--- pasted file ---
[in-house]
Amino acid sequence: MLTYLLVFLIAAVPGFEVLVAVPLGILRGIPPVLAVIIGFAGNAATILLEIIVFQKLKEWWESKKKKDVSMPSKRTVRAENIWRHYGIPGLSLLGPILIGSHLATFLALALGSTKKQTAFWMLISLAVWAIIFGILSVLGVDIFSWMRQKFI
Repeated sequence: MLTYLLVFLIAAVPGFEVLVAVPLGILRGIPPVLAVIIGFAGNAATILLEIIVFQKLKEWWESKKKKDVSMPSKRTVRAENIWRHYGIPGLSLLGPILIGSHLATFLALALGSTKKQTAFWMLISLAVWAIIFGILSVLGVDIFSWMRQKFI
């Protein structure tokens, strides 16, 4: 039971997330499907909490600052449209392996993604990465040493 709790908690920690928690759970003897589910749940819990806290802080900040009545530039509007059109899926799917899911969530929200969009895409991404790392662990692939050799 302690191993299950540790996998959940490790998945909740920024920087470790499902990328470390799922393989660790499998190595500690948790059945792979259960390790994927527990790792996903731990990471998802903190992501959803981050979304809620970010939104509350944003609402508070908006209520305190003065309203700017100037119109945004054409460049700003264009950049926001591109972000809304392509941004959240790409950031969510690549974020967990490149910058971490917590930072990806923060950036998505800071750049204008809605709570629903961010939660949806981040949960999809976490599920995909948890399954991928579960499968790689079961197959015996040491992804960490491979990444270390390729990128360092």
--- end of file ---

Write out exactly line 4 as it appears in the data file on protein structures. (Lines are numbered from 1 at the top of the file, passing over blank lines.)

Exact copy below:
């Protein structure tokens, strides 16, 4: 039971997330499907909490600052449209392996993604990465040493 709790908690920690928690759970003897589910749940819990806290802080900040009545530039509007059109899926799917899911969530929200969009895409991404790392662990692939050799 302690191993299950540790996998959940490790998945909740920024920087470790499902990328470390799922393989660790499998190595500690948790059945792979259960390790994927527990790792996903731990990471998802903190992501959803981050979304809620970010939104509350944003609402508070908006209520305190003065309203700017100037119109945004054409460049700003264009950049926001591109972000809304392509941004959240790409950031969510690549974020967990490149910058971490917590930072990806923060950036998505800071750049204008809605709570629903961010939660949806981040949960999809976490599920995909948890399954991928579960499968790689079961197959015996040491992804960490491979990444270390390729990128360092």